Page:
The show conveniently neglected to tell us exactly what “his routine” is, but if it’s heavy overeating and little or no exercise, then yes, resuming that “routine” would be expected to reverse the benefits of a (now-abandoned) diet and exercise program. Duh.
The show contained a lot of computer animations and an MRI body scan of an obese person, which is probably how it got the title “Science of Obesity.” But the most important thing about science is an unwillingness to obscure basic facts about a subject. To consider itself scientific, this show really needed to include a blunt exposition of what Mr. 500 Lbs was eating on a typical day. It didn’t contain anything like that, and instead used that “25 calories” sleight-of-hand to make it seem like the guy might barely have been overeating at all.
The rest of the show was similarly obfuscational. A very obese woman went to several doctors who “misdiagnosed her with simple overeating.” When she found the right doctor, he diagnosed her weight problem as caused by an imbalance of the “fight-or-flight” hormone cortisol.
OK, having too much cortisol in your body probably isn’t a good thing. And it might indirectly result in a weight problem for some people who wouldn’t have one, other things being equal. But it’s a scientifically proven fact that the human body cannot become very overweight, and cannot stay that way, without a large overconsumption of calories. Cortisol — or any other hormone for that matter — cannot provide those calories.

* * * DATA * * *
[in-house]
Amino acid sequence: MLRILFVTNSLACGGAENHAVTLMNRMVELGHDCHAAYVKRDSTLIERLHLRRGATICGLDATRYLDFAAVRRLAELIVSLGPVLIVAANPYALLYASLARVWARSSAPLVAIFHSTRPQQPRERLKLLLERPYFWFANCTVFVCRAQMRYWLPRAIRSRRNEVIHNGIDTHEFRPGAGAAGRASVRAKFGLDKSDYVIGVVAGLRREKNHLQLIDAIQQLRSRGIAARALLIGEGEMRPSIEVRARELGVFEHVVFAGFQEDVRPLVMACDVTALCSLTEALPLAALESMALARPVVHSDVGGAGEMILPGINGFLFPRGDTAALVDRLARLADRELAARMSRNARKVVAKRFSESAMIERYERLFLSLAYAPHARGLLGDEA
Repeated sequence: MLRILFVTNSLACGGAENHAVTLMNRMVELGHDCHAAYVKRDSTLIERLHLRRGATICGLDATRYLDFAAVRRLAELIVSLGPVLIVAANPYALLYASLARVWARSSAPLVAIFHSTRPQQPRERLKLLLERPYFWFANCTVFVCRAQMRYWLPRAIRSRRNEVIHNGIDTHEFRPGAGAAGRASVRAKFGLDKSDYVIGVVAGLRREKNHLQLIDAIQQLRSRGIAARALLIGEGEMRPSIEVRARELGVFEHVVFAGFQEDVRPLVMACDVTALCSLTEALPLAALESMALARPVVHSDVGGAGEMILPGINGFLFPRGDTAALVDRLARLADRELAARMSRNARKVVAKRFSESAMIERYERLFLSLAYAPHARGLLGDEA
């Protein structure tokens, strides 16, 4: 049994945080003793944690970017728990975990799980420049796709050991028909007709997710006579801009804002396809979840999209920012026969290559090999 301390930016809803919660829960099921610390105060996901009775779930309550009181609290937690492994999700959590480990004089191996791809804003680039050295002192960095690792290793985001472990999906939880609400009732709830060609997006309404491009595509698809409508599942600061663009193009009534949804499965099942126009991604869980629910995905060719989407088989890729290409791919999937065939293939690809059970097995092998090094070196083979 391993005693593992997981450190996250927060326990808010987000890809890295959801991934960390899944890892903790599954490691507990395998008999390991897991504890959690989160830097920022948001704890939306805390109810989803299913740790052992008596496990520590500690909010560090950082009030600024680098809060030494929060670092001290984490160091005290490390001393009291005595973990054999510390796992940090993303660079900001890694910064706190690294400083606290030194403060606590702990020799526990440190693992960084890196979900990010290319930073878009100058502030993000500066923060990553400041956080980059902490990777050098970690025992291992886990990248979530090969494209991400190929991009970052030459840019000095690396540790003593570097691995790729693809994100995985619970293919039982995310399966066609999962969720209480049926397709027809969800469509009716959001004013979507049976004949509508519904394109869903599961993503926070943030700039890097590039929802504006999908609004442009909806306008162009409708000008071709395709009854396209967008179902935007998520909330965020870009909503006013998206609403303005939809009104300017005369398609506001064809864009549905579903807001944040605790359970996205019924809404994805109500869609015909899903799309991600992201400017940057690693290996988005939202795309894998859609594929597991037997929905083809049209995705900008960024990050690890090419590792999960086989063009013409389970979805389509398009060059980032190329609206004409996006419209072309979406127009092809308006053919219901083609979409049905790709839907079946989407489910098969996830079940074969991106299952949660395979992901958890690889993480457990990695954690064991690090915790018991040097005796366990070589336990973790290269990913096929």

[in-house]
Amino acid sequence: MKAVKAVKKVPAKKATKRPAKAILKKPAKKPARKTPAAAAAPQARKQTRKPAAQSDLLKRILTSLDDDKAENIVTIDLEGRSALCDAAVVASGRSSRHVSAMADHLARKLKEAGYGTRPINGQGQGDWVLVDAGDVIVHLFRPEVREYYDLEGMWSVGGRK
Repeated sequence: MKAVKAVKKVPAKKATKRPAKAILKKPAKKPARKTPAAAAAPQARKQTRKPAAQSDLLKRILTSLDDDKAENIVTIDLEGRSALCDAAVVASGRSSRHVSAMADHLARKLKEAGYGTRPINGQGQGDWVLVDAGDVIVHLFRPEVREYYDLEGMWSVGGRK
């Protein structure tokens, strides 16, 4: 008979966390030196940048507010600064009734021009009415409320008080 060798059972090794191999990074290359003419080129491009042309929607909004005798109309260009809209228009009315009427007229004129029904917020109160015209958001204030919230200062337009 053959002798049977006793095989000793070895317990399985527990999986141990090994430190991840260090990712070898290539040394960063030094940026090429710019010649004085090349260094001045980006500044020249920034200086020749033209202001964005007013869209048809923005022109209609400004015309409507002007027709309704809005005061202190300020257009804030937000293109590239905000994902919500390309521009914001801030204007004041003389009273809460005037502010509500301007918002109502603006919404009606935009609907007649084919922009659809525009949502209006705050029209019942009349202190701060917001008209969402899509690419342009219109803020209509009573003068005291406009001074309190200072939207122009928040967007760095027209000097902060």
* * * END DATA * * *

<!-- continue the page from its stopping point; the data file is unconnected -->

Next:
Should an overproduction of cortisol (if such is actually determined to exist in a patient) be treated? If possible, yes. But it’s very hard for me to be optimistic about this woman’s future when I see her doctor uncritically repeating his patient’s claim that her obesity exists despite the fact that “her diet is very balanced; she eats about 1,300 calories a day.”
And it’s also very hard for me to be optimistic about the general accuracy of information I get from National Geographic’s “science” shows, when they uncritically repeat such a doctor’s preposterous affirmations of his patient’s delusions.
Update 2007.10.18 — Today I saw the BBC show “You Are What You Eat” for the first time. Gillian McKeith tracked everything a very obese businesswoman ate in one week, and laid it all out on a big table for her to look at. The show doesn’t have the serious tone and computer imagery of the National Geographic program, but guess which one is more scientific? Hint: Science = laying out the facts in plain view, not trying to cover them up.
Update 2009.05.27 — Howard Stern Show quote added
Update 2009.11.09 — “Why Doesn’t Exercise Lead To Weight Loss? ... In the study, 58 obese people completed 12 weeks of supervised aerobic training without changing their diets. The group lost an average of a little more than seven pounds, and many lost less than half that. How can that be?”
They didn’t change their diet from what, exactly? From the diet that made them obese in the first place? Big mystery!
Update 2010.07.01 — “Body-for-LIFE” changed to “Transformation”